Riding Over Poles

After you have mastered the basics, you can start riding over poles. Often instructors will start with just one pole, that will be ridden over at the walk. You will then learn to walk and then trot over a line of poles, both at a posting trot and two-point seat. Once you've mastered that, you'll start cantering over the line. It's important to understand the spacing between the poles so it's easy for you and your horse to accomplish this exercise safely. This is where your coach is a good resource.

Jumping in Horseback Riding

The Spruce / Elnora Turner


From poles, you will move to caveletti—poles that are raised a few inches off of the ground. Again, you'll trot and canter over these as your horse moves with greater impulsion to lift itself over these tiny jumps. Once you're secure going over the caveletti the next step will be a small cross rail. This will be just high enough to encourage your horse to actually jump, rather than step over the rails. As you approach this cross rail, it's important to keep your seat securely in the saddle. Look forward beyond the jump at where you want to go after you land. Dropping your head to look affects the horse's balance. Your coach will help you learn to gauge where to ask your horse to take off from—roughly the same distance from the jump as it is high. As the horse lifts its forequarters over the rail, you will lift yourself up into two-point and let your hands go forward up your horse's neck—a movement called the “release," so you don't inadvertently bump it's mouth or use the reins to hold yourself up with. A horse needs to stretch its neck out as it jumps to help it balance, and you don't want to interfere with this (you will momentarily have no contact with the bit).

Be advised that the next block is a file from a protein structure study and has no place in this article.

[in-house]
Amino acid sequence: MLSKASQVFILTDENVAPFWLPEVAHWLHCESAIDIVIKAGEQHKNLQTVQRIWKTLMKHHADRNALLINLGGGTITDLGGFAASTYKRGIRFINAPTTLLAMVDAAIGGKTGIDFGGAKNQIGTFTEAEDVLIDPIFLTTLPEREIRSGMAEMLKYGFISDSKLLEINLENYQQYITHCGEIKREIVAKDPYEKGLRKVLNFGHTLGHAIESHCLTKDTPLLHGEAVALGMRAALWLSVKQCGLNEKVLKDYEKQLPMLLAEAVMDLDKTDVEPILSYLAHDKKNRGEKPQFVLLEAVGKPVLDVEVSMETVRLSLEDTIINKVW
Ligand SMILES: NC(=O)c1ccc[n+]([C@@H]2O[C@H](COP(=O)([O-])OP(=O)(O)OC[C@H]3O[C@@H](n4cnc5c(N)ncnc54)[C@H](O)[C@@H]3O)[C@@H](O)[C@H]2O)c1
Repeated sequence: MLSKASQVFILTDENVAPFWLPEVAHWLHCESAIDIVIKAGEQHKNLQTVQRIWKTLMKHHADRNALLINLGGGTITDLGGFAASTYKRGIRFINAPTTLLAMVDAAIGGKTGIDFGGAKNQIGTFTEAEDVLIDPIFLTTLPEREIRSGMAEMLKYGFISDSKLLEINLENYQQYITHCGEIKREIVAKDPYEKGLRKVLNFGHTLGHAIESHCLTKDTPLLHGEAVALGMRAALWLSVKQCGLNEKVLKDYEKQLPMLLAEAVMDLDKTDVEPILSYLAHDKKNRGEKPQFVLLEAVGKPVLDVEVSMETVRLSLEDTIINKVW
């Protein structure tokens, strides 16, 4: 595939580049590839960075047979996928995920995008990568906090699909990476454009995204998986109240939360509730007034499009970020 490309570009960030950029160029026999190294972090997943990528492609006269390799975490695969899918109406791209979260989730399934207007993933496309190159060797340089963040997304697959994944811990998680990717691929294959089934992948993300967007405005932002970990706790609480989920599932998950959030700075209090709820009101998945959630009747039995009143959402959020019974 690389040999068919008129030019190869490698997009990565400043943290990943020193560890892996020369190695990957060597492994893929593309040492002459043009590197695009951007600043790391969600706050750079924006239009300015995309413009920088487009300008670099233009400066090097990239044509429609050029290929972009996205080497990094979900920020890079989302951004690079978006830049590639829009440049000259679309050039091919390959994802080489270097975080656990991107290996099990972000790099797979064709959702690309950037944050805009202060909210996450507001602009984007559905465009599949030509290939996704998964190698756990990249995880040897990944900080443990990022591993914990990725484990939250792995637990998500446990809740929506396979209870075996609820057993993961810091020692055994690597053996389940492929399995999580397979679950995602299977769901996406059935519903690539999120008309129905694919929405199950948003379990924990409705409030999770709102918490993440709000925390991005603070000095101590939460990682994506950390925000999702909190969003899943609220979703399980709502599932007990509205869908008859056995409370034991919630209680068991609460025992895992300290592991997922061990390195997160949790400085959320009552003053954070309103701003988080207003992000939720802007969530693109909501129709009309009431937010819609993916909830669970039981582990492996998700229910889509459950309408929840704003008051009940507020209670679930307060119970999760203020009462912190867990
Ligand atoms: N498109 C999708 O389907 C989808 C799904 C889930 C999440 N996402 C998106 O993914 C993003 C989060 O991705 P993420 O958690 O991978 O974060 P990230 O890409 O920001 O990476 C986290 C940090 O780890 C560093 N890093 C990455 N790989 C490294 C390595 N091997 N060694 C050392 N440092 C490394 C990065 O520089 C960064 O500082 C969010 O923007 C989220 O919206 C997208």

As you land, sit gently down in the saddle, and bring your hands back to the normal position. Be sure not to fold your legs back or push them forward. Your leg position should not change greatly from riding on the flat.

After you have mastered a small line of cross rails, you will gradually increase the height of the jumps. As you become skilled at riding jumps in an arena or ring, you will graduate to riding different types of jumps, including oxers (jumps that are two or three rails wide), water jumps, and other more complicated and intimidating (at least for the horse) types of jumps. Jumping cross country or field hunting is even more challenging as you learn to deal with distractions and solid jumps that don't fall down if your horse hits them.

Jumping on Trails

Western and trail riders probably won't go beyond the cross rails stage. Most often, if a trail rider encounters a downed tree or another obstacle on the trail, it's easy enough and safer to find a way around. In trail classes any jumps are quite small—a test of obedience, rather than jumping skills.